For many years, consumers have been asking “Is CBD oil legal?” as they try to navigate the confusing landscape within the hemp industry. Much of the hesitation surrounding CBD stems from the misconception that it’s considered illegal as a cannabinoid derived from cannabis plants. However, CBD oil is much different than medical marijuana and causes no psychoactive effects, making it widely legal throughout the majority of states.
Hemp was first deemed federally illegal when the Controlled Substances Act passed in 1970, which did not differentiate between varying strains of cannabis like hemp and marijuana plants. The distinction between these strains is rather important considering each one has different concentrations of the psychoactive cannabinoid, THC (tetrahydrocannabinol), which is responsible for the “high” sensation that people experience when using marijuana.
Industrial hemp plants contain less than 0.3% THC, meaning you won’t get high by using hemp derivatives like CBD oil. Because of this, hemp is considered federally legal in the United States following the passage of the 2018 Farm Bill, which opened up many opportunities for the cultivation and production of hemp by American farmers. More specifically, states like Kentucky, Oklahoma, North Carolina and others with hemp pilot programs in place prior to the 2018 Farm Bill are already leading the way with widespread hemp farming and manufacturing.
Hemp may be federally legal now, but this is not a blanket statement that equates to CBD oil also being legal in every part of the United States. While hemp and its derivatives are no longer viewed as a Schedule I controlled substance, individual states still hold the power to make cannabis laws that override the federal legality of products like CBD oil.
Below we’ve categorized all 50 states in one of three classifications: states where all cannabis is legal, states where only CBD oil is legal, or states in which all cannabis, including CBD, is illegal.
These 10 states (and the District of Colombia) allow for the use of cannabis for both medicinal and recreational purposes, including everything from THC-free CBD products to psychoactive marijuana buds.
While the other 40 states still haven’t legalized cannabis more broadly, the majority of them do allow for residents to use CBD oil without fear of persecution. These 37 states may have some restrictions around the use of CBD oil, but as long as the product you are using adheres to the right guidelines you should be in the clear.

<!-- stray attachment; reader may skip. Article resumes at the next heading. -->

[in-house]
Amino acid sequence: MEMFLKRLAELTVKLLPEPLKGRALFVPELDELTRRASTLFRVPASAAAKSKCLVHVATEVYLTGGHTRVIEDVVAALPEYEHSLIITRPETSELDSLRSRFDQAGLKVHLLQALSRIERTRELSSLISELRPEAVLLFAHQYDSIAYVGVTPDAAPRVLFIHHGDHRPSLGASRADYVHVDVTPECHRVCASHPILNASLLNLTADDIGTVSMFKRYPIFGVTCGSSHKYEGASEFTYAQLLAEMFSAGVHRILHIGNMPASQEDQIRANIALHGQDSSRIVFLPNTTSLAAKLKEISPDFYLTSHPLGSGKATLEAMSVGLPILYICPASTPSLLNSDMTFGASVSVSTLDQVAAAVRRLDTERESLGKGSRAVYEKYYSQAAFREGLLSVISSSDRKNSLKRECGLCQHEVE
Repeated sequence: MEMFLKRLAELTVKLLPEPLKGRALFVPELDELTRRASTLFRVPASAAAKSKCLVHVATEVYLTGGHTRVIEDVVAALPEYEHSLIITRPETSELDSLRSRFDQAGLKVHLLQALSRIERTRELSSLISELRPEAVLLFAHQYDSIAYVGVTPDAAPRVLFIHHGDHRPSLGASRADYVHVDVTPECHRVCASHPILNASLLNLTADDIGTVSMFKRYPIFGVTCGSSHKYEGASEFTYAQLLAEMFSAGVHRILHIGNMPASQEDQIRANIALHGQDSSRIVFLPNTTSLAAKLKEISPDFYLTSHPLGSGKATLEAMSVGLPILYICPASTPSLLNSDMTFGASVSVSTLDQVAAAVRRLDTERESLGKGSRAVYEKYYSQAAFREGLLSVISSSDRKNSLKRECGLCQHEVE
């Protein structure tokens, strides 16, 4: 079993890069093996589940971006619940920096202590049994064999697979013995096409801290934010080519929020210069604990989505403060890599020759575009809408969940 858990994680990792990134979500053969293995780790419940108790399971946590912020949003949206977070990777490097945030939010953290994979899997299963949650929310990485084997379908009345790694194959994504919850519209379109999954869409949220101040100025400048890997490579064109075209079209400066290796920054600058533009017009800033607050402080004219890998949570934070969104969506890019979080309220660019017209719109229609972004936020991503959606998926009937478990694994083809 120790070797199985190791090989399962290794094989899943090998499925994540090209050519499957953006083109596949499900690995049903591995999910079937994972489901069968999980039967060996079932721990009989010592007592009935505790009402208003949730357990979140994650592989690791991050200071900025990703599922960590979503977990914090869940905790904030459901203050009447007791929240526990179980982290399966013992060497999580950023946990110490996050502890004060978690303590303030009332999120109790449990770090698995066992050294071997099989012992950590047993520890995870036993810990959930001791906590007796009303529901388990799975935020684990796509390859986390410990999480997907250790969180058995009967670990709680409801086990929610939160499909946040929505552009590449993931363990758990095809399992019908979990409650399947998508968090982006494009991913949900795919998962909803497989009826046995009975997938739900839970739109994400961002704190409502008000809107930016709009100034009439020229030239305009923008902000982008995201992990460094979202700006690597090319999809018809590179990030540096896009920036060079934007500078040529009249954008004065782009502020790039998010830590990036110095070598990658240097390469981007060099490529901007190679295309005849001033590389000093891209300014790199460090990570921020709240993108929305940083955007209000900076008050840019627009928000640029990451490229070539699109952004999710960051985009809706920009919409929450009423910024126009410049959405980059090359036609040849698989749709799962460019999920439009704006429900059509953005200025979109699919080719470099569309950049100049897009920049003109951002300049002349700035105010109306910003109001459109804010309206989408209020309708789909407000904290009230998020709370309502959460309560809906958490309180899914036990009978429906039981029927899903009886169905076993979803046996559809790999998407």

These last three states have specific laws that reference hemp derived CBD products as illegal, or have legislation in place that is open to interpretation, and causes many residents to feel unsure whether or not CBD is legal in their state.
For the 37 states where CBD oil is legal, there are still very specific standards that a product must meet for it to be considered legal under federal law. These guidelines include:
For the small number of states with overly confusing or outdated laws pertaining to CBD, here’s why we feel the current political landscape in these areas classifies CBD as an “illegal” substance.
Although some states have laws in place that suggest it’s unlawful to possess CBD oil, it can be found both in-store and online throughout the country. Even in states where it is said to be illegal, shops are selling CBD and residents are receiving shipments of CBD oil to their homes.
So why is this?
Essentially, the laws are open to interpretation. CBD oil is a hot commodity that isn’t slowing down, and its popularity is quickly out pacing legislation. As stigmas and misconceptions continue to dissipate as more people become aware of the potential benefits of CBD and its non-psychoactive effects, we can only hope for increased clarification and transparency when it comes to CBD oil in legislation.
Most drug screenings are testing for the presence of THC, so CBD oil with less than 0.3% of this compound should not cause you to fail a drug test. However, some drug tests may search for a wider range of cannabinoids that might detect CBD. To avoid any confusion, you can always ask the drug screening facility what they test for beforehand.
While CBD oil has yet to be evaluated by the FDA, the World Health Organization (WHO) recognizes that CBD has a “good safety profile.” Although we do recommend checking with your doctor if you have an existing medical condition to make sure CBD won’t affect any medications that you may be taking.
Everyone is different, and you may respond to CBD in a different way than your neighbor. If you’re trying CBD oil for the first time, it’s best to start with lower doses (5mg or 10mg). Wait to see how you feel after this dose, and increase or decrease the potency as needed until you find what works best for you.